Recruitment: How to keep job offers attractive to applicants

Sheep Central, July 3, 2015

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sheep handling recruitment staff

ATTRACTING the attention of applicants for your next employment opportunity can be tough for employers, and it applies as much for businesses along the sheep and wool supply chains as anywhere else.

In a strong job market, applicants have a lot more choice on where they might want to work.

As of May this year, there were more than 750,000 Australians looking for a job.

Recruitment companies around the world – including in Australia – are looking at what candidates want from a job. They found that finding the most qualified candidate with the best skills and matching them to the right employer was not always easy.

So what can businesses in the wool or lamb supply chains do to make job offers more attractive to applicants looking to take a new step in their careers? Here’s some suggestions…


Don’t take applicants for granted

Many companies take too long to find the perfect candidate.

Research has found businesses are often missing-out on applicants, who had taken another job offer after not being prepared to wait around for a decision.

MRINetwork, an international recruitment company, found applicants wanted the employer to make them feel highly desired to join their business.

Also, 83 percent of recruiters described today’s market for employees as driven by applicants who recognised their higher level of value.

This highlighted the necessity for companies to seek out an expert recruitment partner, to better understand what applicants are looking for to avoid being disappointed.

Compensation is still key

The survey also found that the most common reason for rejecting a job offer was that applicants thought the wages and benefits package was lower than they expected.

Applicants today are much more fully-engaged in their employment situation and are more aware of their value in the broader job market. That applies as much in the cattle and beef industries as anywhere else.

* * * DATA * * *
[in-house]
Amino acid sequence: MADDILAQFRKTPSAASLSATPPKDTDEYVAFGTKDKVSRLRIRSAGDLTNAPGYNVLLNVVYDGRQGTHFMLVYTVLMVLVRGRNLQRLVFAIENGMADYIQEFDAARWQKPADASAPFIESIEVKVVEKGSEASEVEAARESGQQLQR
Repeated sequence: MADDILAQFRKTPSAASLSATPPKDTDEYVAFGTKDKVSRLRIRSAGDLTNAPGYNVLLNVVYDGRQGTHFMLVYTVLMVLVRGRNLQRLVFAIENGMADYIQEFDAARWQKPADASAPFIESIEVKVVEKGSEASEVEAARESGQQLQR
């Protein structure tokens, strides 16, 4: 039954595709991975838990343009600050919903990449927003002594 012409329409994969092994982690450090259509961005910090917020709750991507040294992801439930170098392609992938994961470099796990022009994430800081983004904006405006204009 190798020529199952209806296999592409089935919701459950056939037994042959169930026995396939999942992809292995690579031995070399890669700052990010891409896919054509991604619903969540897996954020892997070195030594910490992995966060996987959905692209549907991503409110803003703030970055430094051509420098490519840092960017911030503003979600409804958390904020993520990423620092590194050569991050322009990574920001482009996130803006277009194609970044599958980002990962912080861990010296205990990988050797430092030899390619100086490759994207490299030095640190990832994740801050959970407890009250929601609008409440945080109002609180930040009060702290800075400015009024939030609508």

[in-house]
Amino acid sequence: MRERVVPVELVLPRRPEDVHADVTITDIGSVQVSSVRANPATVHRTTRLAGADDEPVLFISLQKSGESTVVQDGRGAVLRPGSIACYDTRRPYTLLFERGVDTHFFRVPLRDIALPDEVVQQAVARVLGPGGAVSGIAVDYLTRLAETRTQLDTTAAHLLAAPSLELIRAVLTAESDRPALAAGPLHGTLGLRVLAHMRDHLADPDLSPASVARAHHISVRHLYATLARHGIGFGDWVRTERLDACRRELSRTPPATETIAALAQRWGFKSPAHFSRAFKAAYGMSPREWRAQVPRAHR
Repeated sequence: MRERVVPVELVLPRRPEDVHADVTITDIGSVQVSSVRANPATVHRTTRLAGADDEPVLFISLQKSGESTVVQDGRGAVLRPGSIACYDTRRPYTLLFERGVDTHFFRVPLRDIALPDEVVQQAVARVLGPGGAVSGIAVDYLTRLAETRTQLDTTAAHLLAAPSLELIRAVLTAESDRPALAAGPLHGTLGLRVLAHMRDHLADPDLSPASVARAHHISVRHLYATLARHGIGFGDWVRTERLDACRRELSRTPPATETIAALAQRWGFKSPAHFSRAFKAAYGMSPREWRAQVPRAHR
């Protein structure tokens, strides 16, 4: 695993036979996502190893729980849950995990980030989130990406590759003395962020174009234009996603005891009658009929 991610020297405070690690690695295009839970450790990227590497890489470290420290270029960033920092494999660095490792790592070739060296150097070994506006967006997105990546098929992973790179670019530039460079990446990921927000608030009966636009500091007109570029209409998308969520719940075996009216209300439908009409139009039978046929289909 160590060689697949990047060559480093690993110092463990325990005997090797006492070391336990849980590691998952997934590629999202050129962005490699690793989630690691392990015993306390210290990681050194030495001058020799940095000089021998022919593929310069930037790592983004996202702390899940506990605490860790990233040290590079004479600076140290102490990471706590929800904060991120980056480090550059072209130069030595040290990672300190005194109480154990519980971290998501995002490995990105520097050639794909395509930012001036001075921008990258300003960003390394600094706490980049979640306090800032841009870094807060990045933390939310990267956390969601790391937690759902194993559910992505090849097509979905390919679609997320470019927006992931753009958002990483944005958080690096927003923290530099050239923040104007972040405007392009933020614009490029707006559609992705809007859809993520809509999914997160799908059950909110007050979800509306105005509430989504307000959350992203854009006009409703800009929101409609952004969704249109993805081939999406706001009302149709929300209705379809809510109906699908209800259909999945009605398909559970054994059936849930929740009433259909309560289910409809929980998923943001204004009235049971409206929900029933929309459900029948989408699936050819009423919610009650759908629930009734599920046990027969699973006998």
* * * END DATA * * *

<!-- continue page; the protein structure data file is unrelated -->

Having more options means if the employer offers inadequate compensation levels, or unsatisfactory work-life balance, applicants might not be so willing to sign up.

The survey also revealed many companies were failing to sell the opportunities for the role enough to offer an enticing salary that job seekers felt matched their expectations.

Be decisive, or risk missing out

Many recruiters found that applicants were not prepared to hang around waiting for someone at a company to say “yes” and employ them.

Companies cannot hesitate if they need staff immediately. and the Centre for Economics and Business Research found that Australian companies were leaving job vacancies unfilled.

They found on average 28pc of job vacancies remain unfilled after one month, and 13pc are still open after three months. Are the figures likely to be that different in the lamb and wool sectors?

The research talked about a 30-day tipping-point when it becomes much harder to find a candidate to fill a position.

When looking to make any type of hire, it is sometimes necessary to be the one who takes that risk – or be prepared to be the one who missed out on the opportunity to hire a great applicant.


Source: Meat Processors Pty Ltd



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